Human Services Conference Committee Completes Its Work with Mixed Outcomes for Aging Services Providers
Posted on May 18, 2023 by Erin Huppert
The Human Services Conference Committee closed the conference report on Wednesday with far-reaching implications for senior care. The report, which will proceed to each legislative chamber for final passage, includes mixed outcomes for aging services providers.
What’s in the final compromise
- $412 Million in permanent funding for Elderly Waiver. This reflects an improvement in the EW funding included in the Human Services Spreadsheet released over the past weekend. This funding level should result in full funding of the 2017 rate system, which is consistent with one of our top priorities. We estimate that this could increase rates by as much as 80% though we need to complete further analysis to confirm. The language requires 80% of any new revenue to go to wage and benefit increases.
- $90 million of one-time money to workforce incentive grants. This will be a competitive grant program to be applied for by any long-term care provider organization to provide bonuses to their workforce. Bonuses could cover cash, or other expenses, such as daycare and transportation. LeadingAge Minnesota and the Long-Term Care Imperative objected to this program, as one-time bonuses do not address recruitment and retention issues. Furthermore, with 300,000 eligible employees in the pool, incentives amount to $270 per person.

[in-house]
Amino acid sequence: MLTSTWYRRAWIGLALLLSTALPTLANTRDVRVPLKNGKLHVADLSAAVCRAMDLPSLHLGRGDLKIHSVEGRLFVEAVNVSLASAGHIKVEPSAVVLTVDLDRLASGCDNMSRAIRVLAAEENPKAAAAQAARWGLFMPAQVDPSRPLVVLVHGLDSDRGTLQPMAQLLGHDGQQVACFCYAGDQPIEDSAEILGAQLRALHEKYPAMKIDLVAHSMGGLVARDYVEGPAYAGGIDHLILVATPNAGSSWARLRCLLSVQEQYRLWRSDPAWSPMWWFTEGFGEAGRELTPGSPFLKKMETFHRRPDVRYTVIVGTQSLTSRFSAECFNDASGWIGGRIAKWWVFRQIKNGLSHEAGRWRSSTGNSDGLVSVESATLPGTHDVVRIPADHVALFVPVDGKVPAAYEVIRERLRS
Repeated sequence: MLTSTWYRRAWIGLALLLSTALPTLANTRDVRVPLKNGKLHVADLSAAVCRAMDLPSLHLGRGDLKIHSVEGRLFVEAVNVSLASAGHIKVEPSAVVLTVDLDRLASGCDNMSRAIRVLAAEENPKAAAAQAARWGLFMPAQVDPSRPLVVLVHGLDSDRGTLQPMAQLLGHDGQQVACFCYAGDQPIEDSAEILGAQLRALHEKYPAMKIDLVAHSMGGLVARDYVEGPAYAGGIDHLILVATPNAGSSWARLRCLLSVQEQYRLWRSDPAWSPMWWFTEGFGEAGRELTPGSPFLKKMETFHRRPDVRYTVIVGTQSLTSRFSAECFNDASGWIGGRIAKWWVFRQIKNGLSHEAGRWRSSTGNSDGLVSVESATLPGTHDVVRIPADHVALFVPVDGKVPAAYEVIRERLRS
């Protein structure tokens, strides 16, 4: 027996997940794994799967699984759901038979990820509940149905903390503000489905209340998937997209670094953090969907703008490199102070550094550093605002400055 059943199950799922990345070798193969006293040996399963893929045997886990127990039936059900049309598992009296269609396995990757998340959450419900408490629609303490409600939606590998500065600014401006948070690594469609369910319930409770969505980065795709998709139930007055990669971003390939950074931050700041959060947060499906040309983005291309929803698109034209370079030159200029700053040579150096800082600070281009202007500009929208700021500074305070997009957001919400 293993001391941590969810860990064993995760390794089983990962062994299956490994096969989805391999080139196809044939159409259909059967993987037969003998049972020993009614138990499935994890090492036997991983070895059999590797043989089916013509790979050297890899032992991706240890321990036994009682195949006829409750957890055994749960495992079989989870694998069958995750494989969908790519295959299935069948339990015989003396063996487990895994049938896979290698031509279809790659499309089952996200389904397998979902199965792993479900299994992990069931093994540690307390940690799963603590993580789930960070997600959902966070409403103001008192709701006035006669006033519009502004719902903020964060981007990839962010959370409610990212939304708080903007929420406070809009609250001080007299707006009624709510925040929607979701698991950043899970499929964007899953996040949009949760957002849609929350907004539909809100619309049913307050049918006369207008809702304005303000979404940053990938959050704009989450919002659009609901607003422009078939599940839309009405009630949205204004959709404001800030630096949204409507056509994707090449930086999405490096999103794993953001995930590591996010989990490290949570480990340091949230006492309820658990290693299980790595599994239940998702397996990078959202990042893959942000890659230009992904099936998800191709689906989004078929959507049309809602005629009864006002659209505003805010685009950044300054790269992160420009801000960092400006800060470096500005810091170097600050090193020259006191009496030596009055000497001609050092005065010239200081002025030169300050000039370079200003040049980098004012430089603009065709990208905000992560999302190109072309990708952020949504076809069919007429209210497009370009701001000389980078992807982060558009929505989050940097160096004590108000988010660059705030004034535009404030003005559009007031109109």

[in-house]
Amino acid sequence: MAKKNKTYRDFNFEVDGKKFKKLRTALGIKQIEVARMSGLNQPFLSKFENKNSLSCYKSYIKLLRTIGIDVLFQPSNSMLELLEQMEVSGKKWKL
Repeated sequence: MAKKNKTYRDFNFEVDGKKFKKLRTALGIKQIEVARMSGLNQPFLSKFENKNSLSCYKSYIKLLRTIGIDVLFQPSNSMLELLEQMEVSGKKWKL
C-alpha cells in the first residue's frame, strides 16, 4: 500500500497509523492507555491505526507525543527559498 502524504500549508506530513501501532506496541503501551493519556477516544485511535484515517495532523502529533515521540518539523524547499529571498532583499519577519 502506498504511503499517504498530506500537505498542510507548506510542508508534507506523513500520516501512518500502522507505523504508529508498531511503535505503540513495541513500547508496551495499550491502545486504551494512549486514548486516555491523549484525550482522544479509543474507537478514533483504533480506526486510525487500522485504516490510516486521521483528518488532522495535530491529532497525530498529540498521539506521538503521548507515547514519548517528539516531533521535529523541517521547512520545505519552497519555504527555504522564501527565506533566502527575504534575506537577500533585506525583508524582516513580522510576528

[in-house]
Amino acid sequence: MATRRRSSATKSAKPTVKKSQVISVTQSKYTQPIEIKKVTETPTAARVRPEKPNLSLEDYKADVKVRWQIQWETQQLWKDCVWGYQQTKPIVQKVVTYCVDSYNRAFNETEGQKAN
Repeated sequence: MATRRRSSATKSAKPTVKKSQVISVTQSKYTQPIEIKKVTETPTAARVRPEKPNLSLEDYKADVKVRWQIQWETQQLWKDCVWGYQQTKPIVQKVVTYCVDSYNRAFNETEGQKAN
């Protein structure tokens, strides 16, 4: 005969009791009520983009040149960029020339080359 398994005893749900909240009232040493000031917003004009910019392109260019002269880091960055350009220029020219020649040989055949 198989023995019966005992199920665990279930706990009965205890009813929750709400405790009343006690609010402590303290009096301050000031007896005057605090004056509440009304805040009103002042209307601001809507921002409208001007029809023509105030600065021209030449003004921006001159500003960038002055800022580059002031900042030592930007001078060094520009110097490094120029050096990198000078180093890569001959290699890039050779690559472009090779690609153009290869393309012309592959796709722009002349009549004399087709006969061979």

- $100 million of one-time money for a skilled nursing facility loan program. This is for financially distressed nursing homes, and these loans will not be forgivable. They will be interest-free, and repayment will begin 18 months after receiving the loan. LeadingAge Minnesota and the Long-Term Care Imperative objected strenuously to the program since it is not a solution to our crisis and could make the situation worse for those already in distress.
- PACE is included in the bill. This is consistent with the priorities of LeadingAge Minnesota and the Long-Term Care Imperative.
The investment in Elderly Waiver and its impact on services for low-income seniors who receive care in adult day and assisted living will have a significant impact. We are grateful lawmakers have finally acted to invest in these critical services after years of advocacy to ensure Elderly Waiver covers the cost of care.
Unfortunately, a loan program that many nursing homes cannot use in lieu of real funding for wages or addressing the 21-month delay is unconscionable. Read the LTC Imperative statement here.
What happens next
There is still time for legislators to address the crisis in nursing homes. We are burning the midnight oil to get lawmakers to craft an agreement in another bill during these final days to address our remaining concerns. In the meantime, the Conference Committee report will need to be passed by the House and Senate, likely by Friday, if not sooner.